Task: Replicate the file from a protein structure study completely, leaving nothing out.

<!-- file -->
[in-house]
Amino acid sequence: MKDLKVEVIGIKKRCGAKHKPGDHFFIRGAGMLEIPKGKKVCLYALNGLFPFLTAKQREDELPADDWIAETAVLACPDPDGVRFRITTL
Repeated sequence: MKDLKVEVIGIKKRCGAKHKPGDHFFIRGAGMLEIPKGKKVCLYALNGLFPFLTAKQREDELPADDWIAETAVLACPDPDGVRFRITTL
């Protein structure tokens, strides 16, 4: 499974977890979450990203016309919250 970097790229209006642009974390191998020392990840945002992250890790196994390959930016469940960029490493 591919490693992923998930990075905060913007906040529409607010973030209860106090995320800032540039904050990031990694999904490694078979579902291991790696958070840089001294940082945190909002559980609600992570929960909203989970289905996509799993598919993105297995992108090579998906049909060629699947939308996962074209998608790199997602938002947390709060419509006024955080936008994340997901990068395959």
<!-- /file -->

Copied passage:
[in-house]
Amino acid sequence: MKDLKVEVIGIKKRCGAKHKPGDHFFIRGAGMLEIPKGKKVCLYALNGLFPFLTAKQREDELPADDWIAETAVLACPDPDGVRFRITTL
Repeated sequence: MKDLKVEVIGIKKRCGAKHKPGDHFFIRGAGMLEIPKGKKVCLYALNGLFPFLTAKQREDELPADDWIAETAVLACPDPDGVRFRITTL
């Protein structure tokens, strides 16, 4: 499974977890979450990203016309919250 970097790229209006642009974390191998020392990840945002992250890790196994390959930016469940960029490493 591919490693992923998930990075905060913007906040529409607010973030209860106090995320800032540039904050990031990694999904490694078979579902291991790696958070840089001294940082945190909002559980609600992570929960909203989970289905996509799993598919993105297995992108090579998906049909060629699947939308996962074209998608790199997602938002947390709060419509006024955080936008994340997901990068395959």